Wednesday, June 30, 2010

Natural Inspirations

Sometimes I think living far away from civilization up in the Furnace Mountain Range isn't so bad when I have sunsets such as these. I took these a few days ago before I left for New England and just uploaded them onto my computer from my camera and can't believe how stunning they are...I think not having trash pick up is a good trade for the wildlife, natural sights, and natural sounds.

Inspirations & Creative Energies

The sound of Cicadas, June Bugs, Crickets, the rapids in the river, the wind whispering through trees, that's the music that inspires me and all my ceative energies. Today I got lost in the summer forest to escape my reality to find some solitude and of my adventure ;)

Monday, June 28, 2010

What is Forever

I am playing around with the Visual Poetry using video, text, and photography. This one is really seriously in "the works" and still being edited because I am not quite happy with all my photos.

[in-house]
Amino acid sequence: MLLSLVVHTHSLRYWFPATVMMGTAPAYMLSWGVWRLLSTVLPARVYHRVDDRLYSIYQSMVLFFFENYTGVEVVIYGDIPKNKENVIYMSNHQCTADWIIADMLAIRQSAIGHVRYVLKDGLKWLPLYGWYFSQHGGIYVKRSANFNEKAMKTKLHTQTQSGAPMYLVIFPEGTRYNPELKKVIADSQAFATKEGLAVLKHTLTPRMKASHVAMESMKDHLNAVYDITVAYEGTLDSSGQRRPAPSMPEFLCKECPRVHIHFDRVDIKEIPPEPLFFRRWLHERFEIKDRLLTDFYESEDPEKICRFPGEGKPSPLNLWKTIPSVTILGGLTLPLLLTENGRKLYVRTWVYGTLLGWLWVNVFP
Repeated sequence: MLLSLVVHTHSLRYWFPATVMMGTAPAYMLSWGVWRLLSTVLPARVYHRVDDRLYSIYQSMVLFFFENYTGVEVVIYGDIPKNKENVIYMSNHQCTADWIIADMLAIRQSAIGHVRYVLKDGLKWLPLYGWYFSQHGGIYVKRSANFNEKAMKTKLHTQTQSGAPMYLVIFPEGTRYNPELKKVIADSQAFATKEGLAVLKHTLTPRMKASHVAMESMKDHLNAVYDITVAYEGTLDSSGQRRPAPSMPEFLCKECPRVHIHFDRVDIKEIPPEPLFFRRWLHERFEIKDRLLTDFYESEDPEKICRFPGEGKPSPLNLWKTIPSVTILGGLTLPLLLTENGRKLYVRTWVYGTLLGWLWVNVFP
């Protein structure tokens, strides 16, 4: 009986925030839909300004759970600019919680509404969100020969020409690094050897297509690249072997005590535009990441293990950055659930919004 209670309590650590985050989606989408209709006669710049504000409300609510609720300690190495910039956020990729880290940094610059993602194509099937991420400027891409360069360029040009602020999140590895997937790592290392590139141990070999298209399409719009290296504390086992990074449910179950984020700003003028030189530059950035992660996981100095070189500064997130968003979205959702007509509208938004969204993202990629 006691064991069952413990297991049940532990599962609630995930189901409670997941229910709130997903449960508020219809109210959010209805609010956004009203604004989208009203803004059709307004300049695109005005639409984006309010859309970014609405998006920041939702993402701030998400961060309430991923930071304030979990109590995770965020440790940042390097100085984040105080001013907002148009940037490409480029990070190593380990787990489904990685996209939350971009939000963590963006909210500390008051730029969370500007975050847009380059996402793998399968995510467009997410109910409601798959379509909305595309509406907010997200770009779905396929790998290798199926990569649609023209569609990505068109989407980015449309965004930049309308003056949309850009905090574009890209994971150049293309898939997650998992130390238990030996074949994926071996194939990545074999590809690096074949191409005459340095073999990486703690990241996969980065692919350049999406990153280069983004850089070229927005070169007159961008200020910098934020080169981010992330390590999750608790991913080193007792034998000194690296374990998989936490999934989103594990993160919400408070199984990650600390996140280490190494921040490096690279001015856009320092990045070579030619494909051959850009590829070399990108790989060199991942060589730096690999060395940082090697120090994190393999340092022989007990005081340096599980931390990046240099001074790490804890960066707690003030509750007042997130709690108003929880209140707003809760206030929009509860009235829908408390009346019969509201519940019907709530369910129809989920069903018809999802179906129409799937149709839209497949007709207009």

This video was inspired by one of my poems:

Time is Forever's Sepulchre

Time is Forever's Sepulchre
Everything is muted and doesn't seem as it was.
Every hour is so very different, than
the one that's long spent and past.
I am so easily misunderstood,
even by those who know me best, even by myself.
I ask too many questions that cannot be answered.
Simply because the ones that can be, bore me.

We begin as a grain of sand in an oyster.
Years go by, each stirring patterns
a layer around the crude partical of sand
More years go by, experience gained,
a measurement of time lived.
Making us what we are.
The envelope of time is merely our oyster shell.
Time plans our hours, days, and even years.

Time has set our limitations to dying:
because we will never have all the minutes,
or live by all the moments,
because we will never have all the time.

I know the world is rushing by me.
Everyone is scurrying like mice in a cat's cage,
trying to beat every minute by seconds.
I can't keep up, I can't breathe,